Maybe you did your best to live an eco-friendly life -- you recycled, rode your bike to work, supported the green cause. So, what better way to shed your mortal coils than with an Earth-conscious sendoff in a sustainable coffin? Sure, embarking on that next adventure into the great unknown may be an inevitability for us all -- but the environmental impact that usually comes along with burial certainly doesn't have to be. At last month's convention of the National Funeral Directors Association (a lively event, I'm sure), several companies showcased some new innovative new green coffins which are made from sustainable materials that biodegrade -- like recycled newspaper and wicker. The marketplace for such Earth-friendly final resting places, say manufactures, is a growing one -- and with a quarter of Americans considering a green funeral, it's no wonder why.
Darren Crouch, president of one such eco-conscious funeral products company based in New Mexico, explains the trend to the Montreal Gazette:
It allows families to do something a little bit more meaningful with their last acts. More and more people over the years, here and in Canada, have rejected traditional funerals. They don't want the funerals they saw their parents and grandparents have.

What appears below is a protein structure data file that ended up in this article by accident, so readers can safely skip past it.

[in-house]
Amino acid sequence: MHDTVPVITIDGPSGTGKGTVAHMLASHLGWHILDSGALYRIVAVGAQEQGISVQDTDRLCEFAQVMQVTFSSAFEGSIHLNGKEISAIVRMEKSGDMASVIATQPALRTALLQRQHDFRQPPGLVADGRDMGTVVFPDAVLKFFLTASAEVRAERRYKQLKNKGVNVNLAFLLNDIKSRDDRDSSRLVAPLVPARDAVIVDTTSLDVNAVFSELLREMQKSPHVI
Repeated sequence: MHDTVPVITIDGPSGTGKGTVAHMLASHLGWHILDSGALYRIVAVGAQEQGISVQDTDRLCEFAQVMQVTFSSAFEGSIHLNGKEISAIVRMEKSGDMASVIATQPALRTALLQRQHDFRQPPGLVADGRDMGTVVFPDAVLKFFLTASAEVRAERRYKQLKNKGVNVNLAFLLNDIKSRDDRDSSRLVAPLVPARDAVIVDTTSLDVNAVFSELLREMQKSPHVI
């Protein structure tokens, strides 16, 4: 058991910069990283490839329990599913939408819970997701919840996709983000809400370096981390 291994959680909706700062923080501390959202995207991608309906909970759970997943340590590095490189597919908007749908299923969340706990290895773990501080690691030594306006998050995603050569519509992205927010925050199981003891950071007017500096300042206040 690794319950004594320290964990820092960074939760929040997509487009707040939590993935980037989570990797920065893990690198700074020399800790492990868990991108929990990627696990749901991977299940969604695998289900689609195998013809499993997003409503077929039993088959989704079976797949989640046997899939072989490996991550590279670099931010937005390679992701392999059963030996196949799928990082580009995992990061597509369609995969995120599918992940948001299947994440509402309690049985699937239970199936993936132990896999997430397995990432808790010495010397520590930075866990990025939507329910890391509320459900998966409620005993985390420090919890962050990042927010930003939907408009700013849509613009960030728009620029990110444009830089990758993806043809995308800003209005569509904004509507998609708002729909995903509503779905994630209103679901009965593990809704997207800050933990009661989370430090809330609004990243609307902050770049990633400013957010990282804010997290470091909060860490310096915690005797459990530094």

Crouch says he's seen business grow 30 percent each year since 1999, when his company Passages International was founded.
Of course, the most eco-friendly final rest is through 'direct burial', wherein a body is simply placed in the ground. Unfortunately, this ancient of method is prohibited in most cemeteries to avoid soil displacement, but so-called "conservation cemeteries" are starting to catch on where the practice is allowed. Looking more like a park than a graveyard, such plots at these cemeteries are often marked with GPS devices in place of headstones.
For the time being, pardon the pun, eco-friendly caskets just might be the best alternative to traditional burials. Cynthia Beal, who manages The Natural Burial Company which produces coffins made of recycled paper, choosing to have an eco-friendly funeral is like putting a green bookend on your life.
You listen to a eulogy and it strives to recap the highlights of a person's life. One of the most important things a person can express in their life are their values, and the value of caring for the world you lived in and leaving a mark of respect as you travel through your life is something that gets carried through even at the final moment.
While it's certainly not the type of arrangement people enjoying having to consider, at least with all sorts of environmentally conscious options available, it doesn't have to be a headache, too. After all, resting in peace is one thing -- but resting with peace of mind is another thing entirely.